IBC 2014: The Technology Cut-through into OOH

 

Talon’s Innovations Director Richard Simkins reports on his recent trip to to the IBC 2014.

This week I travelled to Amsterdam to attend IBC 2014 – an exhibition dedicated to the creation and delivery of electronic media and entertainment technology – with Dan Dawson, Creative Technology Director of Grand Visual.  The host venue, the RAI, is enormous. Like a sprawling digital city it contained 1,500 exhibitors across 14 halls and attracted more than 55,000 visitors, which demonstrates the scale and importance of this event to the broadcasting industry.  Armed with business cards and bottomless coffee cups, we entered IBC with the aim of taking insights and ideas back to the OOH industry.

As has been the case for a few years, 4K content (4 times the resolution of HD) was high on the agenda, specifically its filming, distribution and display.  At every step you could see a camera, server or screen dedicated to this Ultra HD content.  There’s no doubt that 4K looks great, and pick of the bunch was Samsung’s 98” curved OLED.  Hardware costs are at the moment prohibitive for the average home TV viewer but it won’t be long until these come down. Amazon will start streaming Amazon Prime Instant Video content in 4K from October.  Expect to start seeing 4K screens popping up in homes next year, however as I suggested in a piece earlier this year I don’t think we will see 4K as the new standard in DOOH anytime soon; HD and LED screens are perfectly fit for purpose.

Just when I thought I’d seen enough Ultra HD content along comes NHK’s 85” 8K digital display. Sixteen times the resolution of HD the pixels are practically invisible, and the quality is out of this world. It is genuinely lifelike, so much so that the demo footage of the World Cup final made me feel dizzy as it was like watching the game while floating fifty feet above the seats.  It is planned that 8K content will be tested at the 2016 Rio Olympics, and will become the standard broadcast quality in Japan in 2020.  Quite whether 4K or 8K screens arrest the declining TV audiences is another thing entirely.

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A number of manufacturers were showing off their new generation of 3D screens but none of them jumped out at me as being game-changing.  With Virtual Reality headsets, 4K, and now 8K screens just around the corner, I think in-home and OOH 3D is dead in the water.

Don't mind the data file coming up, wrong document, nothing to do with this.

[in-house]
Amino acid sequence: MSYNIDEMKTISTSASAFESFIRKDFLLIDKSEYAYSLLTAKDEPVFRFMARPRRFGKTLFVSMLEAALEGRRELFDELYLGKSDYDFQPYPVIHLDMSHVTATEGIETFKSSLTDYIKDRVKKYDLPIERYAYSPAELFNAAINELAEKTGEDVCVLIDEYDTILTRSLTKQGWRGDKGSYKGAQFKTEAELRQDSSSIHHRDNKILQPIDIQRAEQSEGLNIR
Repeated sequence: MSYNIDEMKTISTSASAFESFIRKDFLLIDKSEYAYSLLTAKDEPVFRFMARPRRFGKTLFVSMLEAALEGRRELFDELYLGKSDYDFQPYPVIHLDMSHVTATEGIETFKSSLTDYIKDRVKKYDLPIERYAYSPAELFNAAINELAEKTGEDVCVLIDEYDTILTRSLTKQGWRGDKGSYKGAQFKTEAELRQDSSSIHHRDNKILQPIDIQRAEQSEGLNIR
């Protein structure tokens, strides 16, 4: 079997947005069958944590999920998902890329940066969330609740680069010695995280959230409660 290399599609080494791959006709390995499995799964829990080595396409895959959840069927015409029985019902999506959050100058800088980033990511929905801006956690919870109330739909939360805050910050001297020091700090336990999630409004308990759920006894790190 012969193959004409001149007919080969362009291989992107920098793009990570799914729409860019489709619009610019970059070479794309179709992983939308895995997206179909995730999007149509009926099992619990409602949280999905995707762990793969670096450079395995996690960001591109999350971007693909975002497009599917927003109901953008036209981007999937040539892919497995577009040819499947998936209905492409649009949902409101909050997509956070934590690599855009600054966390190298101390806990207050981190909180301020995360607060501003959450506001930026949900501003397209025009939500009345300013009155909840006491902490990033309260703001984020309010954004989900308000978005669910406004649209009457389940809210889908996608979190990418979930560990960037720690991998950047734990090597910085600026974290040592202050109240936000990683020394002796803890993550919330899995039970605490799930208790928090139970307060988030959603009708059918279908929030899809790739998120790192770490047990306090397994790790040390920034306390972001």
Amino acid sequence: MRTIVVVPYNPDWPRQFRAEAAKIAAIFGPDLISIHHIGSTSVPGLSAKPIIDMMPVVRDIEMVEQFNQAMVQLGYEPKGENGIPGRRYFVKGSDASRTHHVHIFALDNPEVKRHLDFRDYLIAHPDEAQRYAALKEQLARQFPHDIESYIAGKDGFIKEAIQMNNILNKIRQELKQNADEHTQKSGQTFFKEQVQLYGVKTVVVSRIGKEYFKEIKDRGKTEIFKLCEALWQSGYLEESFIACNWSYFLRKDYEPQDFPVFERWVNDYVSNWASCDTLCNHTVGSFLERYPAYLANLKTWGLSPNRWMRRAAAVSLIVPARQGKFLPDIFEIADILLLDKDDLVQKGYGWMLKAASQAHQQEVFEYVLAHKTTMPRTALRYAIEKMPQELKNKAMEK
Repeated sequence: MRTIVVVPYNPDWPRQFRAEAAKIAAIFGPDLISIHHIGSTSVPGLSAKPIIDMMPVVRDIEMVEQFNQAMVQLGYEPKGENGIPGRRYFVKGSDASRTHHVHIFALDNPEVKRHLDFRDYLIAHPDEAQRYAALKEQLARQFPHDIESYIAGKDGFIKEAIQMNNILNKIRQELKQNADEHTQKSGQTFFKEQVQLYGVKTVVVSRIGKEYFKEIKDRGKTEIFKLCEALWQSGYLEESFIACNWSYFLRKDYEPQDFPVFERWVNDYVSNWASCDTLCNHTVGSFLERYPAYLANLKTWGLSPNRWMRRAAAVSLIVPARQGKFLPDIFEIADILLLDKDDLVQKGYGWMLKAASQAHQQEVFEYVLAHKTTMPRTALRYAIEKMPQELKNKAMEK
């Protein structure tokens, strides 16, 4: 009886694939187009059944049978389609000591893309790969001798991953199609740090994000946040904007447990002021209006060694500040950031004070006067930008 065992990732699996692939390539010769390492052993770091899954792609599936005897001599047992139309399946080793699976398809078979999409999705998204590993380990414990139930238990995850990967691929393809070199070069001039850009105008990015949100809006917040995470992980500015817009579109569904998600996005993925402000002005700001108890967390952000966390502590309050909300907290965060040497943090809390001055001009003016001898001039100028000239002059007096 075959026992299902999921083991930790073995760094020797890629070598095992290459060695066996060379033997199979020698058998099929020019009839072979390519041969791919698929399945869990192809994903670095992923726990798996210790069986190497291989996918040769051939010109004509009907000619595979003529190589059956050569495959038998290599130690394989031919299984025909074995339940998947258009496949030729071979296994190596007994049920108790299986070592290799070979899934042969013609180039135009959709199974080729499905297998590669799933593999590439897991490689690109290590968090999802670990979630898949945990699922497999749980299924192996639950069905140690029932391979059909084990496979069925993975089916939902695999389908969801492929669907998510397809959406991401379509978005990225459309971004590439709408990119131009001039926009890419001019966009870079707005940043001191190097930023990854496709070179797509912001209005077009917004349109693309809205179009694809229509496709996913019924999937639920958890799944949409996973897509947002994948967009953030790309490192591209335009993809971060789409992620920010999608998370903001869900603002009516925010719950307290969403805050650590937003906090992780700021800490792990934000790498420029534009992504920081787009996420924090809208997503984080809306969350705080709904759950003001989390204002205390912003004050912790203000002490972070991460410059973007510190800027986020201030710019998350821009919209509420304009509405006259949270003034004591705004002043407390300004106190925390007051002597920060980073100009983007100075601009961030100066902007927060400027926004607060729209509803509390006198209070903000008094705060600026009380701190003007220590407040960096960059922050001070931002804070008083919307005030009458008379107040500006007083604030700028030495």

Fraunhofer have developed an interesting way of shooting 360 degree footage using a rig of cameras and angled mirrors called the OmniCam-360.

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Looking like a large reflective chess piece, the camera rig shoots reflected HD content from 10 upwards-pointing HD cameras which is stitched together in real-time. The resulting content can then be interacted with using any screen or VR headset such as Oculus Rift. The design of the rig means that the roof or the floor won’t be recorded, but Fraunhofer argue that at most events people aren’t entertained by looking at their feet or the ceiling. Trials at the World Cup final proved successful and the quality appears far higher than what you get from a cube of HD cameras, but at 16kg the rig is slightly too unwieldy for most OOH applications.

zLense from Hungary demoed some interesting technology that combined chromakey, infrared and Augmented Reality techniques to create quite unique Augmented-Virtual-Reality content.  Vitu-AR-L Reality, perhaps.  The interesting element here was the integration of infrared sensors which meant that VR effects weren’t limited to green-screen environments.  There have been a number of boundary pushing OOH campaigns that have used green-screen or AR technology (not least of all our Unbelievable Bus Shelter with Pepsi Max) but with further development zLense’s platform might hint at a future that can place OOH consumers in the heart of branded real-time content in new and exciting ways.

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All exhibitors appeared excited about the increased potential to distribute content to, and integrate with, screens of any type in real time.  Breaking down the technical barriers to delivering content to mobile, social, and 2nd screen platforms were all heavily promoted, ensuring we left the ‘Dam with a few new ideas of how these platforms could be integrated into DOOH displays. The technology is certainly there for smarter clients to put ideas and creativity into practice.

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